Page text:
The two couples were in pain and undecided about their futures. The extensive involvement of both families in a church meant that there could be catastrophic ramifications not only for them, but the entire congregation. Why? People talk and take sides. It’s not uncommon for such events to erode unity or even split churches. The best outcome in such a circumstance would be reconciled relationships in both marriages and between the couples.

With a tone that communicated pastoral concern mixed with a tinge of desperation, the pastor asked me to get on the next available flight to his city: “We’ll pay your expenses and have you here as long as it takes; whatever you need.” Providentially, our schedule was open. “We’ll be glad to come,” I said. As soon as I hung up the phone, adrenaline rushed through my body as I began to contemplate how Jill and I could help these two couples. I caught the first plane with an empty seat the next morning and Jill followed a couple days later.

En route I contemplated: What had we learned and experienced over the years that we could apply to this broken situation? A few years prior we helped to catalyze a community marriage initiative, in the process learning the state of the art in relationship ministry. The big secret was the existence of relationship skills that almost any couple could learn to use to improve communication, prevent misunderstandings, build closeness and resolve conflicts in ways that build instead of eroding their relationship. Just prior to the community marriage initiative I’d become certified as a Christian Leadership Coach.  As I reflected on the community initiative and coach training I thought, We’ll draw on the most effective relationship concepts and skills we know to help them work through pain while we’re with them, and to equip them with coaching skills to continue dealing with hard issues effectively after we’re gone. When I compared notes with Jill over the phone that evening I discovered that she’d reached the same conclusion.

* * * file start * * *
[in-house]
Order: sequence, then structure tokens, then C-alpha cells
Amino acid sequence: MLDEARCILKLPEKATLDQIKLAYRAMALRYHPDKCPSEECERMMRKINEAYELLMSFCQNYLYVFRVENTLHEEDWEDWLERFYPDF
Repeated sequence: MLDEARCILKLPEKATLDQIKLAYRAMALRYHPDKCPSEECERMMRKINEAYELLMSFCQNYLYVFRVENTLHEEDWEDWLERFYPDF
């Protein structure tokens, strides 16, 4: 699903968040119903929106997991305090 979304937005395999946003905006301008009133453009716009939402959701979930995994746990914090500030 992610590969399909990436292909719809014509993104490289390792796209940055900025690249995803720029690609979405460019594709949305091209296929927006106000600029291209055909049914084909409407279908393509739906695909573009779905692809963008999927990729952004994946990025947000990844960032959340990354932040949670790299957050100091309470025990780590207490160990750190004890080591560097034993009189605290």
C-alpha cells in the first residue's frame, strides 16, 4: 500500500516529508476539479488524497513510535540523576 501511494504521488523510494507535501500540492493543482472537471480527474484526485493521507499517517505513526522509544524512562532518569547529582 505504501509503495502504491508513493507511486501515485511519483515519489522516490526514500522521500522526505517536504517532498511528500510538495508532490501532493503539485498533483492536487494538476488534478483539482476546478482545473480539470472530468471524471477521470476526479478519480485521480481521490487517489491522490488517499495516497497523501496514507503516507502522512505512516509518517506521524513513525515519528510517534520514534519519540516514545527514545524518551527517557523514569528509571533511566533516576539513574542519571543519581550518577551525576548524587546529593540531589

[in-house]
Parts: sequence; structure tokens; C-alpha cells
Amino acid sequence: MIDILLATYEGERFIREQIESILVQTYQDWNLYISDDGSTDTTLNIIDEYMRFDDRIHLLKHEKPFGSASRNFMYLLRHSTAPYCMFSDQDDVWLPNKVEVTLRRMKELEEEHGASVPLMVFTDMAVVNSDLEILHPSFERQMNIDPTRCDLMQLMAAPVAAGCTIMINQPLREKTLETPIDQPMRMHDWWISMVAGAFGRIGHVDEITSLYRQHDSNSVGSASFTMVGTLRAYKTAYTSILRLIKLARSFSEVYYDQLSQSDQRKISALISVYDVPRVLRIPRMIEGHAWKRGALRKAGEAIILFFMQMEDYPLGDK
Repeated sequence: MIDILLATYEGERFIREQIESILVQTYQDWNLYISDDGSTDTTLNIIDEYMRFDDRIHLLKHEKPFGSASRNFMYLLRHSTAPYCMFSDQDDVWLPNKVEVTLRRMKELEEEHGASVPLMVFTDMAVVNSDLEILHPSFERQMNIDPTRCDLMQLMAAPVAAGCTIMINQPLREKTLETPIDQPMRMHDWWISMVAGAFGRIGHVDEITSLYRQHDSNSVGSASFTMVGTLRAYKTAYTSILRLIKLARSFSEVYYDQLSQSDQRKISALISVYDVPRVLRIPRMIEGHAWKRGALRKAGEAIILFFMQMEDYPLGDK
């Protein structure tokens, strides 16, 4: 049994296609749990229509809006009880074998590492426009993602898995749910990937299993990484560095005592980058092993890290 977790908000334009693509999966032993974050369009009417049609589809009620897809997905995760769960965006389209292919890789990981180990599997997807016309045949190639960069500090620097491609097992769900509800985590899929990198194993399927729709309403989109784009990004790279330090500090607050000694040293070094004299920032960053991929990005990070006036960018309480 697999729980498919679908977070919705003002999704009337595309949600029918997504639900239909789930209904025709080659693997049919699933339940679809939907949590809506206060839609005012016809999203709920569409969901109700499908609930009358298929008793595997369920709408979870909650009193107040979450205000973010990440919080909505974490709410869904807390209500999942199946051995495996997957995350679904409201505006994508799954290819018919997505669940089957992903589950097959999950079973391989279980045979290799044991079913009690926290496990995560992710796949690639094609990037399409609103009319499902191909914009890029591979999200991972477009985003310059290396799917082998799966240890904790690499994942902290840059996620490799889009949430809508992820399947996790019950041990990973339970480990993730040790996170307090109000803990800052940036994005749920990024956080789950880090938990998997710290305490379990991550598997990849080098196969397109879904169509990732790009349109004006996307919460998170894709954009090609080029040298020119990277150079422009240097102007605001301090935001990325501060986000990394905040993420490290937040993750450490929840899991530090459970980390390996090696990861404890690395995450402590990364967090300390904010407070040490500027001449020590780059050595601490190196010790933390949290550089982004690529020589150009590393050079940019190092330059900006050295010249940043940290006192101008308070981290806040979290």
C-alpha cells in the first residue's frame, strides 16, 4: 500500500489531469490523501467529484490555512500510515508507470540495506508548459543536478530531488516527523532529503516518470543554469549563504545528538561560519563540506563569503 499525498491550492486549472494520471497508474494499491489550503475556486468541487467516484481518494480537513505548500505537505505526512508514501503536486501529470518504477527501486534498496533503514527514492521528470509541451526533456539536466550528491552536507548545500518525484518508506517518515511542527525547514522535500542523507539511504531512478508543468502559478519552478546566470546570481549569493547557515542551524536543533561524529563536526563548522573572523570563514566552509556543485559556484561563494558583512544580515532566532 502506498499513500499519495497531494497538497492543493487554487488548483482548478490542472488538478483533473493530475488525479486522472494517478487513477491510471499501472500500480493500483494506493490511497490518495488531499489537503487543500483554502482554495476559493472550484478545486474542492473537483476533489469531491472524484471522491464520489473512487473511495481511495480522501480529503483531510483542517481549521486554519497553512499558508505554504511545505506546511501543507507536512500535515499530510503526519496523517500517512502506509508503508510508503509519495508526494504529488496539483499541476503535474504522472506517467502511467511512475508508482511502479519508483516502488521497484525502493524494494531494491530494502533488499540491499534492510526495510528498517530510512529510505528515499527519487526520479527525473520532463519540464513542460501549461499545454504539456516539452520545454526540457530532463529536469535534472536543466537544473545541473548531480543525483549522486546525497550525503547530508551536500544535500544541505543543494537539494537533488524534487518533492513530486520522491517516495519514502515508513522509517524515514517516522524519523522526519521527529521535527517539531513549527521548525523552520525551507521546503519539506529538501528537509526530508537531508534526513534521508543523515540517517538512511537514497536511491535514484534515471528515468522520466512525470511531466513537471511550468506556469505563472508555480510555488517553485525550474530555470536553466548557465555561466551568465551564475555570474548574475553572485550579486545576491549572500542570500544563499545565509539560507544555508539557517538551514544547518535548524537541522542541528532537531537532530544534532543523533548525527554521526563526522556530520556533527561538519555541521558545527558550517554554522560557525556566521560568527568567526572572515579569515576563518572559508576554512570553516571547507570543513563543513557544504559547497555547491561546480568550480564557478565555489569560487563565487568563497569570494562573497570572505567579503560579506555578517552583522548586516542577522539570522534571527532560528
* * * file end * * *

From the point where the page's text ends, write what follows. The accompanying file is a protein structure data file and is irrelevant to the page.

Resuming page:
So, as we flew into the storm of the relationship crisis, Marriage Coaching was born.

Arriving on the scene, we formatted our conversations with both couples, and the church leaders as a coaching conversation. We worked through a coaching process called “The Coaching Funnel”. The concept of the funnel is to help a client discover their vision for what an ideal future looks like, progressing through an exploration of their thoughts, feelings and desires. You then assist the client to set clear, specific and measurable goals, to move them toward their ideal future, with action steps to achieve those goals. After working through the coaching funnel, we taught and modeled communication and conflict resolution exercises based on the skills in this book.